Kriptown is a new tokenized equity issuance platform in France. With the country just recently legalizing the issuance and transfer of security tokens, Kriptown’s CEO explained how security tokens bring new levels of liquidity to private equity investments.
The Regulatory Situation for Security Tokens in France Explained
Mark Kepeneghian is the CEO and founder of Kriptown. As a token offering platform based in France, Kriptown aims to provide “a solution for start-ups who want to raise funds quickly and cheaply, by reaching a broad and diverse investor base”.
The platfrom facilitates the primary issuance of security tokens, through what it calls an Initial Token Offering (ITO), as well as secondary transactions through an order book.
In February 2019, Kriptown conducted its very first ITO. The offering included tokenized equity from a taxi booking application called Tako, which quickly raised €475,000.
From a regulatory standpoint, security tokens are brand new to France. In January 2019, French lawmakers issued a decree which legalized both the registration and transfer of financial securities on a blockchain.
In a recent interview, Kepeneghian dove into the benefits that tokenized securities bring to private equity investments.
How Kriptown Increases Liquidity for Private Equity Investments
According to Kepeneghian, Kriptown makes private equity a more suitable investment through an increase of liquidity:
“The idea behind Kriptown is to make private equity investment less dangerous by bringing liquidity. Thanks to our research we realized that the very high volatility of a low market capitalization comes from a lack of liquidity. Through token creation, we were able to build a marketplace where we would provide an answer to that private market liquidity problem.”
By using a “private Ethereum blockchain”, Kriptown generates tokens with an unalterable transfer history for both primary and secondary markets. With the block explorer, all transactions can be tracked for the verification of data history, says Kepeneghian.
When asked about how Kriptown drives deal flow for primary issuers, Kepeneghian responded with the following:
“We have 3 people at Kriptown that are fully dedicated to evaluate and look for new startups. We do not take any fixed fees and only 1.5% of the funds raised after the company’s fundraising goal has been met. This makes us very attractive for companies who want to raise money. Currently, we have 65 companies within our process of selection.”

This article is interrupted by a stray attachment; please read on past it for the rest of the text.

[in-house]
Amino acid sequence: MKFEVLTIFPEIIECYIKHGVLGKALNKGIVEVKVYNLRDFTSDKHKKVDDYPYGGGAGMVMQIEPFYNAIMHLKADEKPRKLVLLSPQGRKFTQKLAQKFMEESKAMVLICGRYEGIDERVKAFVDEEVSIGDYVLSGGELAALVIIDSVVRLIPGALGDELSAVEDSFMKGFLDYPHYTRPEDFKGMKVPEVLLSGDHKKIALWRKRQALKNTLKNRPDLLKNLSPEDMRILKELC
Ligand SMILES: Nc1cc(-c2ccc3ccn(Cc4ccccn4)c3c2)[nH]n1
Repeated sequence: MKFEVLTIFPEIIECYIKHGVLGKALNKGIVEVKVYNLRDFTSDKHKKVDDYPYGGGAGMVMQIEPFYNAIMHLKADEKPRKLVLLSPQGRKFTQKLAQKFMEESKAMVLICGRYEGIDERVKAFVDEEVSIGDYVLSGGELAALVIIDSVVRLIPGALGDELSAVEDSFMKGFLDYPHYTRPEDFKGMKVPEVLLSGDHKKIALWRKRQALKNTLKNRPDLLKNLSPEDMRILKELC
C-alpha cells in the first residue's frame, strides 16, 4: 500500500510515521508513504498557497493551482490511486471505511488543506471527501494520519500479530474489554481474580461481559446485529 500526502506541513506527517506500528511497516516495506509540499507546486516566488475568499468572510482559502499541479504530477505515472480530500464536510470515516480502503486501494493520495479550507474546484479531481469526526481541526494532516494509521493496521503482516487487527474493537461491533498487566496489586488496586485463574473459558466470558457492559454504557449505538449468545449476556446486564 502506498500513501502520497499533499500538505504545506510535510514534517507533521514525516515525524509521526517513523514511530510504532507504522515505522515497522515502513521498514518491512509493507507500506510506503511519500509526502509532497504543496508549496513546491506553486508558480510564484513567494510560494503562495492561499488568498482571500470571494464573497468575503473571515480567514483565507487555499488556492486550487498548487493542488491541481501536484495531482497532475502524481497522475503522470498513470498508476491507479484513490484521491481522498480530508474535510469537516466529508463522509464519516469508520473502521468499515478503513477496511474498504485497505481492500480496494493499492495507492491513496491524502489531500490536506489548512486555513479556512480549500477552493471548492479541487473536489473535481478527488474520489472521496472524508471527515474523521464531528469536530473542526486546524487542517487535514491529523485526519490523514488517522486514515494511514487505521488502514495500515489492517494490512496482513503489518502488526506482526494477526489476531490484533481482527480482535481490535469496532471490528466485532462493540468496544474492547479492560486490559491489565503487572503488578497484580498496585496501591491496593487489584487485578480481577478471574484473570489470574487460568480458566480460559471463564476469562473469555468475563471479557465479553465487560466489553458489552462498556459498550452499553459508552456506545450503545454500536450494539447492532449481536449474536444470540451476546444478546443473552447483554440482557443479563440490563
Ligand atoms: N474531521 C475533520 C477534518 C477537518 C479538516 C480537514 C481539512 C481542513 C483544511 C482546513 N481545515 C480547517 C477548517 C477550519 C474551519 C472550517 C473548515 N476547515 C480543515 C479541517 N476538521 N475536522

In addition, Kepeneghian believes a revolutionary aspect of security tokens is the added liquidity brought to secondary markets:
“The fact that you are freely able to use a secondary market for a private investment is a first in Europe. The liquidity will be the most important part of that secondary market. We made a partnership with some market makers specialized in tokens in order to lower the spread and make the market more liquid.”
Further, Kepeneghian commented on recent news in France, including the PACTE Law. While still in progress, the law was designed to provide a clear regulatory framework for the issuance, management, and transfer of digital assets.
“The PACTE Law is perfect for a project like Kriptown and we are very proud that France and the AMF (Autorité des Marches Financiers) decided together to build a regulatory framework allowing that new technology to rise. We look forward to Bruno Lemaire to establish this law.”
Security tokens by nature require identity verification, which is likely why French regulators support the innovation seen in security tokens. Recently, French legislators called for mandatory identification requirements involving all users of digital assets.
Beyond France, compliant tokenized securities have reached Europe, to include places such as Germany, Switzerland, Estonia, Malta, and Lichtenstein.
What do you think about Kepeneghian’s remarks on the new levels of liquidity that security tokens bring to private equity investments? Will tokenization transform the existing structure of private equity in Europe? Let us know what you think in the comments section below.
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